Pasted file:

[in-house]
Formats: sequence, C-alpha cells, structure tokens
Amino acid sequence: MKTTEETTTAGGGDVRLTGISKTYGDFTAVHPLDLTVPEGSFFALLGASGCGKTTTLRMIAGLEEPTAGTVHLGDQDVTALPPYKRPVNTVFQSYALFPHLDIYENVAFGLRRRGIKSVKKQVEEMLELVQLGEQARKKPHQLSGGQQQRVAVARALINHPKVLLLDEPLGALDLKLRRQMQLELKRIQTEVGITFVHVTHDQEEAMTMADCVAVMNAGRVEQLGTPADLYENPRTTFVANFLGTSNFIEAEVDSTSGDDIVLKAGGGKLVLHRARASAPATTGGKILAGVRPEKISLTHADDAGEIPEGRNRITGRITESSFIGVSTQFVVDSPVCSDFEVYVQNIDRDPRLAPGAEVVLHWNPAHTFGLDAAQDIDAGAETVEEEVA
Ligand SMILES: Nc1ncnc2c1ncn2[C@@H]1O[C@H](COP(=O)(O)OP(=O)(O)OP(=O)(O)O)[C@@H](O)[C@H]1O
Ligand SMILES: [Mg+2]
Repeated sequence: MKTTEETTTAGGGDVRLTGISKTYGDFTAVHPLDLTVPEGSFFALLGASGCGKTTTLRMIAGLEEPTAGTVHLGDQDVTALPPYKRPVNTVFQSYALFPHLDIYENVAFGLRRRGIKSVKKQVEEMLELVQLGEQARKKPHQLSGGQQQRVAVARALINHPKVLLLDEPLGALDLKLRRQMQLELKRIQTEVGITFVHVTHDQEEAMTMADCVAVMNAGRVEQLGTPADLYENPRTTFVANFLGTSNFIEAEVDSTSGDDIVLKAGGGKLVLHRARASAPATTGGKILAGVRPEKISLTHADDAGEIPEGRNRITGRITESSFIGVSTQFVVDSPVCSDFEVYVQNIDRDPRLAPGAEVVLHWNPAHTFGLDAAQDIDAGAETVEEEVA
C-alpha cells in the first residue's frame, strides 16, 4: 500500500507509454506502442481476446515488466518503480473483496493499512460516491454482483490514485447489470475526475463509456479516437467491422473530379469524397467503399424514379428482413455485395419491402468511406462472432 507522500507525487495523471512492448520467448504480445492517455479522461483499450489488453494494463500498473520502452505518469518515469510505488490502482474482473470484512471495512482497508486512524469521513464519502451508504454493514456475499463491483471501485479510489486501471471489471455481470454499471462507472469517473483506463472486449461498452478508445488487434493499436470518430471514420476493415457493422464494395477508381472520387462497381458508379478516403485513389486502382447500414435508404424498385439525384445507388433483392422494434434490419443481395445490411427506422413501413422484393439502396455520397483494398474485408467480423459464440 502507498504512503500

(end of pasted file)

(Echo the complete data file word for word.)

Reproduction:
[in-house]
Formats: sequence, C-alpha cells, structure tokens
Amino acid sequence: MKTTEETTTAGGGDVRLTGISKTYGDFTAVHPLDLTVPEGSFFALLGASGCGKTTTLRMIAGLEEPTAGTVHLGDQDVTALPPYKRPVNTVFQSYALFPHLDIYENVAFGLRRRGIKSVKKQVEEMLELVQLGEQARKKPHQLSGGQQQRVAVARALINHPKVLLLDEPLGALDLKLRRQMQLELKRIQTEVGITFVHVTHDQEEAMTMADCVAVMNAGRVEQLGTPADLYENPRTTFVANFLGTSNFIEAEVDSTSGDDIVLKAGGGKLVLHRARASAPATTGGKILAGVRPEKISLTHADDAGEIPEGRNRITGRITESSFIGVSTQFVVDSPVCSDFEVYVQNIDRDPRLAPGAEVVLHWNPAHTFGLDAAQDIDAGAETVEEEVA
Ligand SMILES: Nc1ncnc2c1ncn2[C@@H]1O[C@H](COP(=O)(O)OP(=O)(O)OP(=O)(O)O)[C@@H](O)[C@H]1O
Ligand SMILES: [Mg+2]
Repeated sequence: MKTTEETTTAGGGDVRLTGISKTYGDFTAVHPLDLTVPEGSFFALLGASGCGKTTTLRMIAGLEEPTAGTVHLGDQDVTALPPYKRPVNTVFQSYALFPHLDIYENVAFGLRRRGIKSVKKQVEEMLELVQLGEQARKKPHQLSGGQQQRVAVARALINHPKVLLLDEPLGALDLKLRRQMQLELKRIQTEVGITFVHVTHDQEEAMTMADCVAVMNAGRVEQLGTPADLYENPRTTFVANFLGTSNFIEAEVDSTSGDDIVLKAGGGKLVLHRARASAPATTGGKILAGVRPEKISLTHADDAGEIPEGRNRITGRITESSFIGVSTQFVVDSPVCSDFEVYVQNIDRDPRLAPGAEVVLHWNPAHTFGLDAAQDIDAGAETVEEEVA
C-alpha cells in the first residue's frame, strides 16, 4: 500500500507509454506502442481476446515488466518503480473483496493499512460516491454482483490514485447489470475526475463509456479516437467491422473530379469524397467503399424514379428482413455485395419491402468511406462472432 507522500507525487495523471512492448520467448504480445492517455479522461483499450489488453494494463500498473520502452505518469518515469510505488490502482474482473470484512471495512482497508486512524469521513464519502451508504454493514456475499463491483471501485479510489486501471471489471455481470454499471462507472469517473483506463472486449461498452478508445488487434493499436470518430471514420476493415457493422464494395477508381472520387462497381458508379478516403485513389486502382447500414435508404424498385439525384445507388433483392422494434434490419443481395445490411427506422413501413422484393439502396455520397483494398474485408467480423459464440 502507498504512503500